Scientists Are About to Decide When to Stop Editing the Perfect Human
Now that human genome editing is real, the ethical questions are endless.
A three-day summit in London in March will focus on the ethical quandaries of gene editing in pursuit of the perfect human.
The science of genome editing is moving faster than any regulations around it.
One of the first talks at the planned Third International Summit on Human Genome Editing in March is called, “Hopes and fears for human genome editing.” The panel is scheduled to last just 90 minutes—almost certainly not enough time to set the tone for a three-day event focusing on the ethical questions surrounding the pursuit of the perfect human.
In the most recent summit, which occurred in 2018 in Beijing, a scientist named He Jiankui shocked the world by unveiling he altered the genetics of three girls when they were just embryos. He was jailed by the Chinese government for three years for his unethical practices, but since that time, the technology of genome editing has only progressed. (In 2020, scientists were awarded the 2020 Nobel Prize in chemistry for creating “genetic scissors: a tool for rewriting the code of life.”)
“Genome editing has enormous power to benefit people,” Robin Lovell-Badge, organizer of the London event, tells The Guardian, “but we should be transparent about how it is being tried and tested before the technology is put into practice.”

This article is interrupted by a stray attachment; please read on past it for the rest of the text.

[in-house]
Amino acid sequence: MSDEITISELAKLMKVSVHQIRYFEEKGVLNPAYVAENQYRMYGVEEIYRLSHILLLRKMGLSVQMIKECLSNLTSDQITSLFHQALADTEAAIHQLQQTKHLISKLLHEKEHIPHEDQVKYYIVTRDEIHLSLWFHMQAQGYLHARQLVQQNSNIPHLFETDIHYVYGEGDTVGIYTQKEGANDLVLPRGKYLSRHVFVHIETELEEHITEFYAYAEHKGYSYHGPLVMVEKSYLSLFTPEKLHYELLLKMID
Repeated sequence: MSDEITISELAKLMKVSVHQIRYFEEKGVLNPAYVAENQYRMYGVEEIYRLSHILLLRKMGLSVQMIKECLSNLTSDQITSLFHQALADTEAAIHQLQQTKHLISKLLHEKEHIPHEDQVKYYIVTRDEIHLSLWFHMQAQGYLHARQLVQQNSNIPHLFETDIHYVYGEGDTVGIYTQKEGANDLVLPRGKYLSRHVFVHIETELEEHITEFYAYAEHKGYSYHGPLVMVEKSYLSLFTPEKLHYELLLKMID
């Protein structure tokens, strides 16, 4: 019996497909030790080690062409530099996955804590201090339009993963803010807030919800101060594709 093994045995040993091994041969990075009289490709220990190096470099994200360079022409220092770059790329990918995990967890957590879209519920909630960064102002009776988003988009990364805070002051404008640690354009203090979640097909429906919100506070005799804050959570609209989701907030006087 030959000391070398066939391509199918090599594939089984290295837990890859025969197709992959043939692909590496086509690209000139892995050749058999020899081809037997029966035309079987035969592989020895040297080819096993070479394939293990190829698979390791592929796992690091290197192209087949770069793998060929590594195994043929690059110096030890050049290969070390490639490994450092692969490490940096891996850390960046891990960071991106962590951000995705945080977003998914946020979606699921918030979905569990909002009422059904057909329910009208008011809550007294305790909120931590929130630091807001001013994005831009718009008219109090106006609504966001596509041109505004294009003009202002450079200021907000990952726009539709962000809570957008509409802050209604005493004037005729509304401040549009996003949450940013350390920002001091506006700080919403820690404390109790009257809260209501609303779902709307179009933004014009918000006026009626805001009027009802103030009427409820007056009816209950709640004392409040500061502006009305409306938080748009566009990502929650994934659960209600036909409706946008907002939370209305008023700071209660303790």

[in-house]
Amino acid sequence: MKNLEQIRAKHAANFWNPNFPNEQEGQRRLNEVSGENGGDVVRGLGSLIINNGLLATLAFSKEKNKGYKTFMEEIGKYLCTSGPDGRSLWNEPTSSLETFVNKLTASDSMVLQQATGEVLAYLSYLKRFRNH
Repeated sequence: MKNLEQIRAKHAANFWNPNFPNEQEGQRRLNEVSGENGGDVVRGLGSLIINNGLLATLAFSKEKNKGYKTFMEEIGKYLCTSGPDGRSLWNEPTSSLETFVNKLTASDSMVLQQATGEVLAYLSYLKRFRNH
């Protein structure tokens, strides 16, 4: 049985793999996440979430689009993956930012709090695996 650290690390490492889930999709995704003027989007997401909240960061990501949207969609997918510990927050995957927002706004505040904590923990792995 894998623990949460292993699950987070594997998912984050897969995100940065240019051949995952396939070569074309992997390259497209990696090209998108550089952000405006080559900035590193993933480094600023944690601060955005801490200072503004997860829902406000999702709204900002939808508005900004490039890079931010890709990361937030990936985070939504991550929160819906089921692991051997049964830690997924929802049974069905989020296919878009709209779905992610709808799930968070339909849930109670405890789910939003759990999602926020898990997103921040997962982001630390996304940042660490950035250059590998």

The “genetic scissors” technique, which is now called CRISPR, can remove strands of DNA. In the next wave of possibilities, genome editing sits at the forefront of fighting diseases before they can impact a human, while introducing a near limitless list of reasons to modify genes for future hopes and dreams.
Lovell-Badge tells The Guardian the reasons go beyond ridding hereditary diseases and could include everything from modifying liver enzymes to remove chemical warfare toxins from bodies, to making changes to be more resistant to biological weapons, to altering humans to see in the infrared or ultraviolet range. These are just a few examples for military purposes.
There’s also not a clear understanding of the physical risks (think: increased risks of cancer), not to mention the potential psychological risks. Some scientists believe in a potential to improve human health. Others worry about the unknown and untold dangers involved in rearranging a person’s genome.
“This shows why,” Lovel-Badge says, “it is so important that we take this technology forward carefully.”
The Internal Summit on Human Genome Editing kicks off on March 6.
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